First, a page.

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Welcoming Windsor

Follansbee man bonding with second Pilot Dog but keeping first one, too

October 27, 2013
By WARREN SCOTT - Staff writer (wscott@heraldstaronline.com) , The Herald-Star

FOLLANSBEE - Paul Brothers of Follansbee knows what it's like to work with a partner for many years and to grow accustomed to that individual being there when he needs help.

As time passes, the partner is ready to retire, and it's time to adjust to a new one.

But in Brothers' case, that partner was a constant companion, both at home and at work, and one with four legs, a tail and a pair of eyes that substitute for his own.

Article Photos

NEW COMPANION — Paul Brothers of Follansbee recently acquired a new guide dog, Windsor, a standard poodle. With them is Brothers’ wife, Melinda, and Martie, his former guide dog, who has retired but still lives with them.
-- Warren Scott

Brothers said his relationship with Martie, the German shepherd he received through Pilot Dogs Inc. was so strong, there was no question he would turn to the organization for another guide dog when Martie, at 13 years of age, became too old to get around as much.

Martie still lives at home with Brothers, but it's Windsor, a 14-month-old standard poodle, who has taken over the task of helping him to reach various destinations.

Standard poodles, which stand at 15 inches or higher, are among seven breeds trained by Pilot Dogs to serve as guide dogs. In addition to German shepherds, the others are: doberman pinscher, golden retriever, labrador retriever, boxer and vizsla.

Brothers said retired guide dogs trained by Pilot Dogs sometimes stay with their owners, sometimes not. Sometimes they are adopted by a family member of their owners, but Martie had become like family to Brothers since the two were paired in 1998.

Fortunately, she and Windsor get along well, he said.

But before Brothers could adopt Windsor, he had to go back to school - specifically, a training program conducted by staff with Pilot Dogs Inc. at its Columbus-based headquarters.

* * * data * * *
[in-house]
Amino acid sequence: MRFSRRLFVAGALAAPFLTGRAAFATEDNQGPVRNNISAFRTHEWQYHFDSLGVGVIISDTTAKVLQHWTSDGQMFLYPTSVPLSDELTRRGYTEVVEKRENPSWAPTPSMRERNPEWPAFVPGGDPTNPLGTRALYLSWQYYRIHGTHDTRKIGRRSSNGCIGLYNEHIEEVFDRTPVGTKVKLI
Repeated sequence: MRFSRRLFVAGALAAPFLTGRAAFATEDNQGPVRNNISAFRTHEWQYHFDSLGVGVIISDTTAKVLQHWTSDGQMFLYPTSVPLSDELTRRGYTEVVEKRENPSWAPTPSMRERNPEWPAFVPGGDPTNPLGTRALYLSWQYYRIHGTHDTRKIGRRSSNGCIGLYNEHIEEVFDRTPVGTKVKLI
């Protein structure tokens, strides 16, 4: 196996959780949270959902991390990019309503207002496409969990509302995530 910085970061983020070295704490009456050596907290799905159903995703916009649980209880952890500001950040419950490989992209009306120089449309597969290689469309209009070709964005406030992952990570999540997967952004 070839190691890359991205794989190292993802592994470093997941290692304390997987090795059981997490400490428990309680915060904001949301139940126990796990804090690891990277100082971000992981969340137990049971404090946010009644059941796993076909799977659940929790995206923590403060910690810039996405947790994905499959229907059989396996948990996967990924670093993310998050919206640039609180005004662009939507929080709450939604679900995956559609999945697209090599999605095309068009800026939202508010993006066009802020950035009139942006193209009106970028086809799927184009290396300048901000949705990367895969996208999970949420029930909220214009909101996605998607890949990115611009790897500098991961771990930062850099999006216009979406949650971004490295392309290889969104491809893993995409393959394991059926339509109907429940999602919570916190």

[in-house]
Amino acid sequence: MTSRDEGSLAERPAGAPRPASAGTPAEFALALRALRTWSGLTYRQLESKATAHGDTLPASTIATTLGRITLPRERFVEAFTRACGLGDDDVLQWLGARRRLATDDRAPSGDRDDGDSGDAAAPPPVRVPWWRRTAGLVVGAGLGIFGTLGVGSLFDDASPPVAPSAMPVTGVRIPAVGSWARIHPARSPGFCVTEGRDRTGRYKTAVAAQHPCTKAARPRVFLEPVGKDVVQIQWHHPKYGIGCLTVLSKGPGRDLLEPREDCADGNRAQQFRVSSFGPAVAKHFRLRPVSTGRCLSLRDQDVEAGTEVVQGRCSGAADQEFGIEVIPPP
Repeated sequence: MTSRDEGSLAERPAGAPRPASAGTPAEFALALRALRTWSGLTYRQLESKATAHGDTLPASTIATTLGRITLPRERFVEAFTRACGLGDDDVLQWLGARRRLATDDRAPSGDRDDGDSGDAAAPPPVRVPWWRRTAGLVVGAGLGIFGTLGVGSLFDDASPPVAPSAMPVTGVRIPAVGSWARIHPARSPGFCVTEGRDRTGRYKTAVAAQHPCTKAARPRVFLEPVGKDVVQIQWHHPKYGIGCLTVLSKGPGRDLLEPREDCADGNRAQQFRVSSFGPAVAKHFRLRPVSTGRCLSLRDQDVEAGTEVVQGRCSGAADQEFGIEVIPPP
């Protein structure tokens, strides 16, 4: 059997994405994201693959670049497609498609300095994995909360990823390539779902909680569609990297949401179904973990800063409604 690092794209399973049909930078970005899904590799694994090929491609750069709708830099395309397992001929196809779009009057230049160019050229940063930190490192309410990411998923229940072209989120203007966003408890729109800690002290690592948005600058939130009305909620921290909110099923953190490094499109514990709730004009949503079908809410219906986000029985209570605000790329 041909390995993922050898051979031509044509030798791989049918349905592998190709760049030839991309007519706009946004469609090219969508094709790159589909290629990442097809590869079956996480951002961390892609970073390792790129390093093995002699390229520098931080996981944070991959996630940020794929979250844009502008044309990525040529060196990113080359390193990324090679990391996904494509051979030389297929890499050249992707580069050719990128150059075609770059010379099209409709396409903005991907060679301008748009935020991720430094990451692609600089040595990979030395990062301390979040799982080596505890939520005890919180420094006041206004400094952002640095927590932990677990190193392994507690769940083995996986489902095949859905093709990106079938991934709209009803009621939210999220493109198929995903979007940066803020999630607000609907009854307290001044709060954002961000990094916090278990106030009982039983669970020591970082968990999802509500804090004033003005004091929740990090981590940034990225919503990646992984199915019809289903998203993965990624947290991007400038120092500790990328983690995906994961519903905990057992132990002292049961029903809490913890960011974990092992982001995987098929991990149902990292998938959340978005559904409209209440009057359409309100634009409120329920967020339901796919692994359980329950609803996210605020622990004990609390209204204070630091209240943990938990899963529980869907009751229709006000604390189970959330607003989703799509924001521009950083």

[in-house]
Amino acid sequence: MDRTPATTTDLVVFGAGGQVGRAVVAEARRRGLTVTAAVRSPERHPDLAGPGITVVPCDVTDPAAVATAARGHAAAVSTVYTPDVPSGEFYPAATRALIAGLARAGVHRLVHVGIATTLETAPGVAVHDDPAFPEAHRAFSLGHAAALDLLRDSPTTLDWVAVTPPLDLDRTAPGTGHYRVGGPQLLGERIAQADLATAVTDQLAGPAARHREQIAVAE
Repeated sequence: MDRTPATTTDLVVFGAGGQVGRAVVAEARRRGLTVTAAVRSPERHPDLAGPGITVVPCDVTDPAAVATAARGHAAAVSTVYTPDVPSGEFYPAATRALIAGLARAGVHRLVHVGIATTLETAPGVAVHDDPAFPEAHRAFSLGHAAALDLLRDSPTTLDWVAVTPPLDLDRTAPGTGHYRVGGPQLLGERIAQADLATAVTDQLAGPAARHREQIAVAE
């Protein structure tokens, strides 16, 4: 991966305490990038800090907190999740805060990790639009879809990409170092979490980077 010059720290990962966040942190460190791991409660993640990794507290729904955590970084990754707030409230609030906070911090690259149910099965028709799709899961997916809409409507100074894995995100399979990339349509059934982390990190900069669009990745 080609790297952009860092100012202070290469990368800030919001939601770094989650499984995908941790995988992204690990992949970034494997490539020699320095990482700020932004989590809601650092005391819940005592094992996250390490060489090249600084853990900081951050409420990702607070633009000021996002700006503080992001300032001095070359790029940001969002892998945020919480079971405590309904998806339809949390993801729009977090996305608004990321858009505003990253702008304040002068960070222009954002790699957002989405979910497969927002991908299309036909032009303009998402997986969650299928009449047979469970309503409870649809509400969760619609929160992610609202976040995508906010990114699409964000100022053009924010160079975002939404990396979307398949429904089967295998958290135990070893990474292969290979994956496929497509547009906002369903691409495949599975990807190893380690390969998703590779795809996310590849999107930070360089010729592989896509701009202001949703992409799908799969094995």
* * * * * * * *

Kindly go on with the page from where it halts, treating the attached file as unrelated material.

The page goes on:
Brothers said most Pilot Dogs are placed as pups with temporary owners with sight. These volunteers see that the dog is house-broken and receives basic obedience training.

They also are encouraged to expose the dog to other people, animals and a variety of places so it has a wide range of experience.

"They want them to be used to various noises and stuff like that," Brothers said.

When the dog is 12 to 14 months old, it returns to Pilot Dogs Inc., where it usually undergoes about five months of training.

After that, the dog is paired with its potential permanent owner for about four more weeks of training together. Brothers said because he was a former student, the training period was about two weeks.

"The first thing they focus on is bonding with the dog. That's a big thing," he said.

Soon after his arrival, Brothers was responsible for bathing and feeding Windsor. The two shared the same room, and he took Windsor outside to relieve himself when needed, he noted.

The two went to breakfast together and took walks in the morning and after lunch. Over time the length of the walks and the number of obstacles increased.

Finally the pair's readiness to work together outside the school was determined through a test known as the Achievement Walk, Brothers said.

During the walk, the pair made their way from the school to a bus stop, taking a bus into the city, where they navigated city streets to a designated location and back.